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I want to know is it possible to reproduce obfuscated javascript code(create javascript code from obfuscated javascript code).

I have some javascript code in my website. I want to prevent others to edit it. For that I user obfuscation. So I want to know, is it possible to create original javascript code from an obfuscated code.

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Related: Deobfuscating Javascript –  Felix Kling Jun 24 '10 at 11:47
    
I have some javascript code in my website. I want to obfuscate it, so I want to know is there any way to convert it to original code. –  shin Jun 24 '10 at 11:52
    
nope, there isn't. –  Pekka 웃 Jun 24 '10 at 12:04

3 Answers 3

up vote 2 down vote accepted

You can use a code formatter like JavaScript beautifier to bring the code back into a more or less readable structure. It is impossible to re-build meaningful variable names from compressed ones, though, so in the end, it's not possible. And it's a good thing that it isn't - that's the point of obfuscating code, isn't it?

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It's fairly straightforward to turn the obfuscated code back into the effective javascript that runs - typically you just need to expand a bunch of eval calls.

The tricky part, as others have stated, is giving names to the variables so that you can work out what something like v7 = a4.l2(h8, n1, p9) means. Something I've found helpful is to start from the "edges" (library calls that can't be renamed" and then rename things as helpfully as possible. You'll often find that this knowledge then ripples through the code, making it easier to grasp the next layer down and give it a sensible name.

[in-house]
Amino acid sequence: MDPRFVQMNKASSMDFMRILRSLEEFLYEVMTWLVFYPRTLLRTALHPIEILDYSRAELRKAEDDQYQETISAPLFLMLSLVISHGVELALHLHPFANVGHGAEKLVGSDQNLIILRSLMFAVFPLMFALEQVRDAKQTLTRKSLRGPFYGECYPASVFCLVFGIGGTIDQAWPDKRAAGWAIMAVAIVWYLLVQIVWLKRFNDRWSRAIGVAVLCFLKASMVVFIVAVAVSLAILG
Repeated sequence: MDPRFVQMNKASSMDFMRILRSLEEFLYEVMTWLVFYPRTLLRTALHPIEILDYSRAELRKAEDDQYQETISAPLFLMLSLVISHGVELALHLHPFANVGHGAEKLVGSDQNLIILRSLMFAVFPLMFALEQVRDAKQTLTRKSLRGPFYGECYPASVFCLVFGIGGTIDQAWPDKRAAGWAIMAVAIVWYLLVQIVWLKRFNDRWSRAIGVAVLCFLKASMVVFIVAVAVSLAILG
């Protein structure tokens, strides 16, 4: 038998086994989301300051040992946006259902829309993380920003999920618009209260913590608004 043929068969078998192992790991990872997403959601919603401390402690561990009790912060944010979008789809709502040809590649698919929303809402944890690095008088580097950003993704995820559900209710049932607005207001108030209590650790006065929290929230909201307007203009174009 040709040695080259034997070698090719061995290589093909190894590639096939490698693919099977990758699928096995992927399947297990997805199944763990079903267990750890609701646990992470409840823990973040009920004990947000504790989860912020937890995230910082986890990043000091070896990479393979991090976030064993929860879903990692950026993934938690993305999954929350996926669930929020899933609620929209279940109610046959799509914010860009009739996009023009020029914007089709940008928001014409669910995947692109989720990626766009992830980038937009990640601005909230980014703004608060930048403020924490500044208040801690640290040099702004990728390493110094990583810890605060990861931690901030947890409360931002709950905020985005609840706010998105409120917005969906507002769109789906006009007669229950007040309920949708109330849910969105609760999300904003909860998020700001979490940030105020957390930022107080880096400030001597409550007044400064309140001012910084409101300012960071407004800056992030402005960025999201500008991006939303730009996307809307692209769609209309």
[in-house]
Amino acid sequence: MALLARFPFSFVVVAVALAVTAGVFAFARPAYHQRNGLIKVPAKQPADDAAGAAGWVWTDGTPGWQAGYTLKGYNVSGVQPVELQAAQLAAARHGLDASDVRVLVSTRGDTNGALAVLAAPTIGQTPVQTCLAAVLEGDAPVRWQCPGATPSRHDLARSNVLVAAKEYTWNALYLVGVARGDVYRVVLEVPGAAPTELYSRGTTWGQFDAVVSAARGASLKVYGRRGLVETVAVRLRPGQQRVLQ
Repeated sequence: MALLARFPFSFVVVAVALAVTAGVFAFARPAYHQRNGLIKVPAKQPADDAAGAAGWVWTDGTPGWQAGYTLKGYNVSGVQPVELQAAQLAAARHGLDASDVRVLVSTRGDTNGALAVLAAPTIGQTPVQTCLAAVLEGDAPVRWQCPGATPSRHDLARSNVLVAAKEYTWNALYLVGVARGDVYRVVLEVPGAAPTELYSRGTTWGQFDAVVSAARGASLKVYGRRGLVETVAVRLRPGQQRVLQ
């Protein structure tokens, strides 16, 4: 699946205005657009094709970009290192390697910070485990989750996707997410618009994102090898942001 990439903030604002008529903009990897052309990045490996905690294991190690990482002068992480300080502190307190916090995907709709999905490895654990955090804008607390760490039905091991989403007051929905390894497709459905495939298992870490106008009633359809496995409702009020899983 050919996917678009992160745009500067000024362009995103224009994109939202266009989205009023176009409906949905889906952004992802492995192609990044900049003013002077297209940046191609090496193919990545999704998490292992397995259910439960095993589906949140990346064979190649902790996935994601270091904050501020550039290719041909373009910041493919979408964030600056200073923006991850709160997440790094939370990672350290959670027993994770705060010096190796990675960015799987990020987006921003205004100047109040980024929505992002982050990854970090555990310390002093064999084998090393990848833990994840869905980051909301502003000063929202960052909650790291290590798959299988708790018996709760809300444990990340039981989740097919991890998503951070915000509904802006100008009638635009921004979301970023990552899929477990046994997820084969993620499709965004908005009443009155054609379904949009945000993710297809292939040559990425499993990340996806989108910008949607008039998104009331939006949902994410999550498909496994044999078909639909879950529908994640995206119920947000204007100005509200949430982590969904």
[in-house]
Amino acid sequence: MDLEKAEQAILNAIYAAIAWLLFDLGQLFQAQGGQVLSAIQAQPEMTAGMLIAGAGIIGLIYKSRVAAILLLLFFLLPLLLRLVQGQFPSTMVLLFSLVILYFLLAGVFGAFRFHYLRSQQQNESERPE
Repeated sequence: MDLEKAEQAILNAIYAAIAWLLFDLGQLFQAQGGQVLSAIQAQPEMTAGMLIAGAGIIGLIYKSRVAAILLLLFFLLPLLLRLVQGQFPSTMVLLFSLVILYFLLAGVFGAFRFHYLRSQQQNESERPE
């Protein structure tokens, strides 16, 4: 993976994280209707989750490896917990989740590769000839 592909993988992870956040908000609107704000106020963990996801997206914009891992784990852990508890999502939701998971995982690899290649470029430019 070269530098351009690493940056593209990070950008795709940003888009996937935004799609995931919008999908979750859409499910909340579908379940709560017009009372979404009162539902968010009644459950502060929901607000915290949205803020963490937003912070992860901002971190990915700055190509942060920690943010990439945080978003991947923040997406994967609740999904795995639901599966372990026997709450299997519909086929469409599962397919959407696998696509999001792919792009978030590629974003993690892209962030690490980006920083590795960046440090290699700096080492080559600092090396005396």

So for example, if you had some code like this:

z4 = "a";
o0 = "href"

...

pr = window.document;

...

q8 = pr.getElementByTagName(z4)[0];

...

function rr(o8, em)
{
   return o8.getAttribute(em);
};

...

y5 = rr(q8, o0);

Then the last line is initially impenetrable, but if you decide that rr could be called getNamedAttribute, rename z4 as LITERAL_A, o0 as LITERAL_HREF and pr as document; then we can see that q8 is the result of document.getElementByTagName(LITERAL_A)[0], so we might call it firstAnchor. Then q8 = getNamedAttribute(firstAnchor, LITERAL_HREF) and all of a sudden it's clear it's the (string) target of the first hyperlink.

Since this transformation requires inference on behalf of the reader, it's not possible for this to be an automatic process (for exactly the same reason that a compiler won't warn you about inappropriate variable names).

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+1 for good explanation of the issues. –  Pekka 웃 Jun 24 '10 at 12:09

If you only have obfuscuated code and want to modify/make sense of it, the only thing you can do is indent it properly so it's more readable, then start from the begining of the process and rename the functions and variables yourself trying to work out what the purpose and function of each is. It's a time consuming and slow process and can be very tricky.

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